What is redistricting?
In 2020, the census was conducted nationwide. It collected detailed information on who people were and where they lived. This data is collected every 10 years and is used in a variety of ways on a national and local scale. One of the most important ways it is used is to help the Indiana state legislature redraw the state and national voting district map. The process of redrawing the Indiana voting districts is happening this year in 2021. Voting districts are the areas of the state represented by state senators and representatives and by Indiana representatives in the U.S. house of representatives. These districts aren’t necessarily based on town or city borders; it is based on demographic information to ensure that everyone in that area has an equal opportunity to have their voices and needs heard.
Why is redistricting important and how is it handled in Indiana?
At its best, redistricting ensures that all voices in the community are heard. At its worst redistricting can turn into a process known as gerrymandering, where the people in power make sure the people who support them are the majority voice in their district, ensuring that they will win future elections.
In Indiana, the state legislature redraws the state and congressional legislative districts. The redrawn districts must be approved by both the state senate and the house, then it must be approved by the governor of Indiana. If the state house and senate doesn’t approve the redistricting plan, a back up commission will redraw the districts. You can read more about the redistricting process in Indiana here.
What is the Community Conversation on Redistricting about?
We are partnering with the League of Women Voters to start a conversation on the process of redistricting in Indiana since the districts are being redrawn this year. This community conversation series is about the importance of redistricting and how it can have a very big impact on election outcomes. We will be screening three short films on how redistricting has been used in other parts of the country to impact voters. After each film, there will be a short Q&A with the League of Women Voters of La Porte County and former La Porte mayor Leigh Morris, to help answer questions about this issue and why it impacts our community. The film screenings and Q&As will happen on Zoom.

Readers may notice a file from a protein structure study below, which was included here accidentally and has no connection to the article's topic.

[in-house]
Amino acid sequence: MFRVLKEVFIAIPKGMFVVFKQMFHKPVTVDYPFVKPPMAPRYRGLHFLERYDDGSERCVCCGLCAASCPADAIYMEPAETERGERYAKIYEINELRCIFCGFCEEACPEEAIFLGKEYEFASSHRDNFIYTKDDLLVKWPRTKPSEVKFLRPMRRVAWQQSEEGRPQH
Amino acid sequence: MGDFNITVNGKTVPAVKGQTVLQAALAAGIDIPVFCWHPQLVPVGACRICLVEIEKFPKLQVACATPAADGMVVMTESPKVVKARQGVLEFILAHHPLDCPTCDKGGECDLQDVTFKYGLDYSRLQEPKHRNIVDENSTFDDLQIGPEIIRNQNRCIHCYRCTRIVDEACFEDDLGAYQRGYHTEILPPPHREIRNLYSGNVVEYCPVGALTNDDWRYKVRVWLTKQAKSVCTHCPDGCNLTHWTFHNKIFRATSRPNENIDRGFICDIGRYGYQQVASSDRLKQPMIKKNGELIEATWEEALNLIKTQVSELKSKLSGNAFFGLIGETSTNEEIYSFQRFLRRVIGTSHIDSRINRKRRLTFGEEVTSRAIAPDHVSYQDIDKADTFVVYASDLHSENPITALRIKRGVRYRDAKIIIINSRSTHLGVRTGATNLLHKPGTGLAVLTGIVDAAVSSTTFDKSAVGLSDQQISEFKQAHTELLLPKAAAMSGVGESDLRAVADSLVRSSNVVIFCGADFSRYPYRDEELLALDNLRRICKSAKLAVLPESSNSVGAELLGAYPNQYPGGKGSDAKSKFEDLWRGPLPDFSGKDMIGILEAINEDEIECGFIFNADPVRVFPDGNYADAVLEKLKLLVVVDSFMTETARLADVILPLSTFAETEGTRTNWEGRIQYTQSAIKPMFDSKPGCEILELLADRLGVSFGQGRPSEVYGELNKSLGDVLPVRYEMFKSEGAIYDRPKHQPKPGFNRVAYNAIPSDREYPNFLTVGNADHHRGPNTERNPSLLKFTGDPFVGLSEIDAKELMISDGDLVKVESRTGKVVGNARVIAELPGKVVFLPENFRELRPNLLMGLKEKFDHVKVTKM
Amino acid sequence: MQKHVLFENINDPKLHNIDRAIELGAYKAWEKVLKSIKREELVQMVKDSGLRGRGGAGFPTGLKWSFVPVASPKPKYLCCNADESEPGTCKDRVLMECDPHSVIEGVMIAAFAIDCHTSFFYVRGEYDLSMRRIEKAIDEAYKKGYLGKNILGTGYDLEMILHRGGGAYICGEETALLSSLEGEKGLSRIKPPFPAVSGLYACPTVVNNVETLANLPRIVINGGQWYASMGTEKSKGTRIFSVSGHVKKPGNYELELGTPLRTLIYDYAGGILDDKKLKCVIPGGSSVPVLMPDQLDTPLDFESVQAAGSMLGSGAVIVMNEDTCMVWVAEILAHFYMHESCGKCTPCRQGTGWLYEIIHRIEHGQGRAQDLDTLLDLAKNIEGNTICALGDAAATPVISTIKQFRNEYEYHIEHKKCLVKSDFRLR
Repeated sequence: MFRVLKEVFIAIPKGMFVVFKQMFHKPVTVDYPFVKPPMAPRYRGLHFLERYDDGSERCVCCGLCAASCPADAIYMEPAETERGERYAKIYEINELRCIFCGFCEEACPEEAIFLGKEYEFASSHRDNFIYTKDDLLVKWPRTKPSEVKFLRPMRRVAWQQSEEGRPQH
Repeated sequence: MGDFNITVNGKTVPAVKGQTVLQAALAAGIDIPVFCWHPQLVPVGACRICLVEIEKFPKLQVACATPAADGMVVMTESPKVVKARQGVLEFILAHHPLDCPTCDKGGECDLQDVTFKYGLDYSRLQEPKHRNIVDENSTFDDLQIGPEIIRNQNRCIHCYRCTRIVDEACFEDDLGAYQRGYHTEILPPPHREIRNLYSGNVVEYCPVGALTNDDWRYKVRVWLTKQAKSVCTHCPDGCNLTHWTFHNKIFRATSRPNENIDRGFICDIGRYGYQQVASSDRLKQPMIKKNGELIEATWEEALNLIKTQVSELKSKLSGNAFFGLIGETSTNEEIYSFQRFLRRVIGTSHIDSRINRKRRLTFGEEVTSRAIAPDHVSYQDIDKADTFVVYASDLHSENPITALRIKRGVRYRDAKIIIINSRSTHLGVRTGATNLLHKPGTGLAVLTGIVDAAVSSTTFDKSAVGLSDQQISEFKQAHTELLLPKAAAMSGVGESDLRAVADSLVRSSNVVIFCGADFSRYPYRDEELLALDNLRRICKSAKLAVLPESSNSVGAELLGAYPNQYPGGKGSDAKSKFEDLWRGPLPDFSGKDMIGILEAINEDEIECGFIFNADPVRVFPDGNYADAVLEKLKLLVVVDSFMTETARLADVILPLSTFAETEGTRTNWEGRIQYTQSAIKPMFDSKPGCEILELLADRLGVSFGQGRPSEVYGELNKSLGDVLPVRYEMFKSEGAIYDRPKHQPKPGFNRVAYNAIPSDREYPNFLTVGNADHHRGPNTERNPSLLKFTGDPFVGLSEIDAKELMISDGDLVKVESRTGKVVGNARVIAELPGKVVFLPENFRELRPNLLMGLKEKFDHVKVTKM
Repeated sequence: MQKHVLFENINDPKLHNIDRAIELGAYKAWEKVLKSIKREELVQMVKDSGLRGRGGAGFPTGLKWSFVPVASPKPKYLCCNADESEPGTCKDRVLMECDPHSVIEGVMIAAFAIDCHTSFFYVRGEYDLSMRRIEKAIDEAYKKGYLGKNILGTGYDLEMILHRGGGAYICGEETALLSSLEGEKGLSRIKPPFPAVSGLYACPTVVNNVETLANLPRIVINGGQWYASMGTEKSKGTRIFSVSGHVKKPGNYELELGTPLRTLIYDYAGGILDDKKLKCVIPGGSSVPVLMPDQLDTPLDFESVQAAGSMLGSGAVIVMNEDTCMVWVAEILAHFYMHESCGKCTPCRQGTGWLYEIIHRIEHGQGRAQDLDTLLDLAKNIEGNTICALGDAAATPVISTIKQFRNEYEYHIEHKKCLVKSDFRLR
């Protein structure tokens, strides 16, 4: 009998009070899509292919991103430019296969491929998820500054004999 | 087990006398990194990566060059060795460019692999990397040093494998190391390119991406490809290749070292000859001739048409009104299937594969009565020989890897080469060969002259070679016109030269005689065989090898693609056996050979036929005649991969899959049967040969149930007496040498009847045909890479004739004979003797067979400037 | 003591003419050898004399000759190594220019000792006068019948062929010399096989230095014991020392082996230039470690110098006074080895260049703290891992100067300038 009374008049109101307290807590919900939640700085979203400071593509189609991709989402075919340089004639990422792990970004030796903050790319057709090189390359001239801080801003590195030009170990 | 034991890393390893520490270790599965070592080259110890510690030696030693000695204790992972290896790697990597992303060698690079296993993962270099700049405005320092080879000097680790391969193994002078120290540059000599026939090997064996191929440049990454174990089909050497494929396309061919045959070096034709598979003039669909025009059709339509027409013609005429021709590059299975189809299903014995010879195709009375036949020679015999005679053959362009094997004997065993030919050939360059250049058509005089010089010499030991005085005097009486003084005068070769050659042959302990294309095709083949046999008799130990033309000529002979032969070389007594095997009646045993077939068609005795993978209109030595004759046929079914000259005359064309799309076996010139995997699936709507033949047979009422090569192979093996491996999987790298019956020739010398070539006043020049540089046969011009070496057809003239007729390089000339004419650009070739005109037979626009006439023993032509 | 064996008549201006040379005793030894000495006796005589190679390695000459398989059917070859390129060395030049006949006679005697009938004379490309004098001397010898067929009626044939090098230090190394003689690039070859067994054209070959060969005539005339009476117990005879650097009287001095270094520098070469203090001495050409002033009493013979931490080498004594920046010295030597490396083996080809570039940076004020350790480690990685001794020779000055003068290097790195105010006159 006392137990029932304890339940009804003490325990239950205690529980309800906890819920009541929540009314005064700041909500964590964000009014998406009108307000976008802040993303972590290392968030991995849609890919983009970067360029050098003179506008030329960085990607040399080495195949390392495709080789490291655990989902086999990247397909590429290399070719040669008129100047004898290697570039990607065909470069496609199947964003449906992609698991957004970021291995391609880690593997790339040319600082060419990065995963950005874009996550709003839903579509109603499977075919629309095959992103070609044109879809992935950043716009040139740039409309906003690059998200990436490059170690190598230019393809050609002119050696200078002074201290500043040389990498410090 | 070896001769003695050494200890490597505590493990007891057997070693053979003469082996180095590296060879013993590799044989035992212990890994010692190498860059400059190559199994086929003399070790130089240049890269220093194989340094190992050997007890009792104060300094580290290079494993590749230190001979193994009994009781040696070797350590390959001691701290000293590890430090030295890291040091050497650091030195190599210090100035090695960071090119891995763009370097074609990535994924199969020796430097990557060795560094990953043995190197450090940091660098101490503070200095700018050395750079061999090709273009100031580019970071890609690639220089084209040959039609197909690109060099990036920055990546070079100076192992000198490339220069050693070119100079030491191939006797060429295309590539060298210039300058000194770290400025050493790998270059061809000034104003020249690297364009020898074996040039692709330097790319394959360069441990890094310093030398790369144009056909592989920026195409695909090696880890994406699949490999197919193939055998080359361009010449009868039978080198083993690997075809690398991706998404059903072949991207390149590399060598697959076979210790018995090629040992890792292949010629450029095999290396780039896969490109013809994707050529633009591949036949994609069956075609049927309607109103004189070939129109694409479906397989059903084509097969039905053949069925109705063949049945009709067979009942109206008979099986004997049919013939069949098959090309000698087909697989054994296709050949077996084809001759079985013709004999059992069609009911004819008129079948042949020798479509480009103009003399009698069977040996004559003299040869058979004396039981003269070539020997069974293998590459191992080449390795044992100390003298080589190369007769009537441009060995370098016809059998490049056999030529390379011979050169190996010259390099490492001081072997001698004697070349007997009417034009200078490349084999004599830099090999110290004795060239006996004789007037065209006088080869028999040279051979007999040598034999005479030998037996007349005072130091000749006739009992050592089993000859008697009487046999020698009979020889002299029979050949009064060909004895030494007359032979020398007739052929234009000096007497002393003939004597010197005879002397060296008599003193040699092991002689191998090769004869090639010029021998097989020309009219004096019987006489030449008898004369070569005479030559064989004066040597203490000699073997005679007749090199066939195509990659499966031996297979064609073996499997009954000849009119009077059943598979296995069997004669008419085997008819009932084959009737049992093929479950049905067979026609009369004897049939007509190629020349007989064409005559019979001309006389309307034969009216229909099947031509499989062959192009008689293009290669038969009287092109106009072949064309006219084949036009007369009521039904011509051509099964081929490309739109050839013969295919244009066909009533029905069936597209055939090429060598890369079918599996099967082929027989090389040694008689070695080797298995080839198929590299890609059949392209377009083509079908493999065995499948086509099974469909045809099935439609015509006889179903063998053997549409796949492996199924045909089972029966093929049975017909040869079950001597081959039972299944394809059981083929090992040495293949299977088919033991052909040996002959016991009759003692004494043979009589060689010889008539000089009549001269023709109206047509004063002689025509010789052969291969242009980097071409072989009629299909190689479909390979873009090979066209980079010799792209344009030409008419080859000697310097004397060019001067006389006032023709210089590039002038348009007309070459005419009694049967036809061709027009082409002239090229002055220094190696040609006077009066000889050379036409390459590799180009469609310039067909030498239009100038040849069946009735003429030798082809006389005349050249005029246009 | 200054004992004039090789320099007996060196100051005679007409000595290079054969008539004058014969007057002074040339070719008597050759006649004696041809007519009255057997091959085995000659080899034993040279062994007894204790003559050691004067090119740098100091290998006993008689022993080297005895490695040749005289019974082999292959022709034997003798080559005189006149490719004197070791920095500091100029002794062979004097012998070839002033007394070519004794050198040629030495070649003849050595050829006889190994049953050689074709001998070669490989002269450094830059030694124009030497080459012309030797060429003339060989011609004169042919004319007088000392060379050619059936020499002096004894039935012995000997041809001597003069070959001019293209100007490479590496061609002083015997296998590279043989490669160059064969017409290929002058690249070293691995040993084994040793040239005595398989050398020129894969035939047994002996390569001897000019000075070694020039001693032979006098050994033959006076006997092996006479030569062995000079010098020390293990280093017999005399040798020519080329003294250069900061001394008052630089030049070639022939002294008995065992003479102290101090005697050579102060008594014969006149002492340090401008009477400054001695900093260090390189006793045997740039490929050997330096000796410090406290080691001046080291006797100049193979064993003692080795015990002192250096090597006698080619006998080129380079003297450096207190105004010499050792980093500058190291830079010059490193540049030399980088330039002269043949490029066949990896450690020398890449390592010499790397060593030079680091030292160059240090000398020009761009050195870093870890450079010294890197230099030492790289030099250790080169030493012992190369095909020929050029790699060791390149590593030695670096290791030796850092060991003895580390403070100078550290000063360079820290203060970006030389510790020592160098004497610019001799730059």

The three short films we will be showing are:
Community Conversations: Redistricting Series 1
March 8, 6-7pm:
“Suppressed: The Fight to Vote” which is about voter suppression in Georgia during the 2018 and 2020 elections (35 minutes long).
Register for the screening here: https://laporte.libnet.info/event/4925153
Community Conversations: Redistricting Series 2
March 15, 6-7pm:
“Uncivil War: U.S. Elections Under Siege” which focuses on current concerns facing U.S. elections and Indiana’s redistricting reform movement (45 minutes long).
Register for the screening here: https://laporte.libnet.info/event/4925156
Community Conversations: Redistricting Series 3
March 25, 6-7pm:
“Line in the Street” a documentary about a landmark anti-gerrymandering legal case in Pennsylvania (30 minutes long). (One of the film’s creators, Bob Millman, will be joining us for the Q&A panel after the film screening!)
Register for the screening here: https://laporte.libnet.info/event/4924945